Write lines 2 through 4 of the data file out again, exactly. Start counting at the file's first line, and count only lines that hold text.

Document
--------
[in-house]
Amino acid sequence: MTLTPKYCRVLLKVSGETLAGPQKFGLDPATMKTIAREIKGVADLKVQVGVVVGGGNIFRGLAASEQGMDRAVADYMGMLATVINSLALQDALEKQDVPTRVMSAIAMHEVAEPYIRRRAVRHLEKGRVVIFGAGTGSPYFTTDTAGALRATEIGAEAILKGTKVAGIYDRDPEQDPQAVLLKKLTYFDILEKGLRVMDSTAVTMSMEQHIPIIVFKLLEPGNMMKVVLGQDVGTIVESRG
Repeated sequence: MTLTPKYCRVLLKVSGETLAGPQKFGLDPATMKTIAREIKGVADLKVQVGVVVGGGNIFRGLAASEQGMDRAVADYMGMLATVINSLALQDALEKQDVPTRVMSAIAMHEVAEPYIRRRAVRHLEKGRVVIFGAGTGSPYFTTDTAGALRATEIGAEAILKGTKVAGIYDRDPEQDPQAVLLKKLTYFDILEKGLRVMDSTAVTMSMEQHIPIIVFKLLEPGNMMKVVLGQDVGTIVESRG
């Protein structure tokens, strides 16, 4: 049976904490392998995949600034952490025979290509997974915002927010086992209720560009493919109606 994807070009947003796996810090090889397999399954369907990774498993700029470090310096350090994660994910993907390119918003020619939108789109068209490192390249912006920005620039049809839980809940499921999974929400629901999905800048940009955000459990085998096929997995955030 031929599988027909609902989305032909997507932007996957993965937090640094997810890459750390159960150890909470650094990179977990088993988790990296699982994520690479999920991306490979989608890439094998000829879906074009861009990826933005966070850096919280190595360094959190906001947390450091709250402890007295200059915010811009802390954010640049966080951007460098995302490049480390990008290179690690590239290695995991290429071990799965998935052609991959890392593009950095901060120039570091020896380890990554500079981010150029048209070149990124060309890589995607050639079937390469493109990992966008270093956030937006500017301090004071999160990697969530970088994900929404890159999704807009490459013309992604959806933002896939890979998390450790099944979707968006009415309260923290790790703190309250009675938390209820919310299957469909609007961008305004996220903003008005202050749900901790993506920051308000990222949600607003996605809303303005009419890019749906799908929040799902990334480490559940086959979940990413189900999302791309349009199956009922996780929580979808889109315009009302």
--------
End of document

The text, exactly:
Amino acid sequence: MTLTPKYCRVLLKVSGETLAGPQKFGLDPATMKTIAREIKGVADLKVQVGVVVGGGNIFRGLAASEQGMDRAVADYMGMLATVINSLALQDALEKQDVPTRVMSAIAMHEVAEPYIRRRAVRHLEKGRVVIFGAGTGSPYFTTDTAGALRATEIGAEAILKGTKVAGIYDRDPEQDPQAVLLKKLTYFDILEKGLRVMDSTAVTMSMEQHIPIIVFKLLEPGNMMKVVLGQDVGTIVESRG
Repeated sequence: MTLTPKYCRVLLKVSGETLAGPQKFGLDPATMKTIAREIKGVADLKVQVGVVVGGGNIFRGLAASEQGMDRAVADYMGMLATVINSLALQDALEKQDVPTRVMSAIAMHEVAEPYIRRRAVRHLEKGRVVIFGAGTGSPYFTTDTAGALRATEIGAEAILKGTKVAGIYDRDPEQDPQAVLLKKLTYFDILEKGLRVMDSTAVTMSMEQHIPIIVFKLLEPGNMMKVVLGQDVGTIVESRG
């Protein structure tokens, strides 16, 4: 049976904490392998995949600034952490025979290509997974915002927010086992209720560009493919109606 994807070009947003796996810090090889397999399954369907990774498993700029470090310096350090994660994910993907390119918003020619939108789109068209490192390249912006920005620039049809839980809940499921999974929400629901999905800048940009955000459990085998096929997995955030 031929599988027909609902989305032909997507932007996957993965937090640094997810890459750390159960150890909470650094990179977990088993988790990296699982994520690479999920991306490979989608890439094998000829879906074009861009990826933005966070850096919280190595360094959190906001947390450091709250402890007295200059915010811009802390954010640049966080951007460098995302490049480390990008290179690690590239290695995991290429071990799965998935052609991959890392593009950095901060120039570091020896380890990554500079981010150029048209070149990124060309890589995607050639079937390469493109990992966008270093956030937006500017301090004071999160990697969530970088994900929404890159999704807009490459013309992604959806933002896939890979998390450790099944979707968006009415309260923290790790703190309250009675938390209820919310299957469909609007961008305004996220903003008005202050749900901790993506920051308000990222949600607003996605809303303005009419890019749906799908929040799902990334480490559940086959979940990413189900999302791309349009199956009922996780929580979808889109315009009302």